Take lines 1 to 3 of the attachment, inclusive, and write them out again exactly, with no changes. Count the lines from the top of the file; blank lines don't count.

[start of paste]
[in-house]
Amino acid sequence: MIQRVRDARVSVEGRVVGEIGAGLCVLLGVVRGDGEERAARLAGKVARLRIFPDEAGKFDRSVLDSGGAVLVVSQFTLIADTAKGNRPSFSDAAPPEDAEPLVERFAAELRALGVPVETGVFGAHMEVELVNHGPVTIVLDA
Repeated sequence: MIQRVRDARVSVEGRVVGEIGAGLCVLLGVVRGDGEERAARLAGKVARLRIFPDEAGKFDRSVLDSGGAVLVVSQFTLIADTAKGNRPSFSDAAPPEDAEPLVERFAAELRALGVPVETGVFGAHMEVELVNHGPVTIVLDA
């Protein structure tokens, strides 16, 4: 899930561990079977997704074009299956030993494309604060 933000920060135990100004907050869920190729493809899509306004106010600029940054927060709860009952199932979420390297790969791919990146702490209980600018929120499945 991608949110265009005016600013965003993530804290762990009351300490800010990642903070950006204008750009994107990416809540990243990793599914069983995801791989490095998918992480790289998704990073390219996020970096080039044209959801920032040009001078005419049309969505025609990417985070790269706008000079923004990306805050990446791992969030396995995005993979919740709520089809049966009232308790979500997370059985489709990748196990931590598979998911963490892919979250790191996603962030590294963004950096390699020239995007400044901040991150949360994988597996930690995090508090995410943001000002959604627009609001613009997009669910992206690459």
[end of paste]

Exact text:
[in-house]
Amino acid sequence: MIQRVRDARVSVEGRVVGEIGAGLCVLLGVVRGDGEERAARLAGKVARLRIFPDEAGKFDRSVLDSGGAVLVVSQFTLIADTAKGNRPSFSDAAPPEDAEPLVERFAAELRALGVPVETGVFGAHMEVELVNHGPVTIVLDA
Repeated sequence: MIQRVRDARVSVEGRVVGEIGAGLCVLLGVVRGDGEERAARLAGKVARLRIFPDEAGKFDRSVLDSGGAVLVVSQFTLIADTAKGNRPSFSDAAPPEDAEPLVERFAAELRALGVPVETGVFGAHMEVELVNHGPVTIVLDA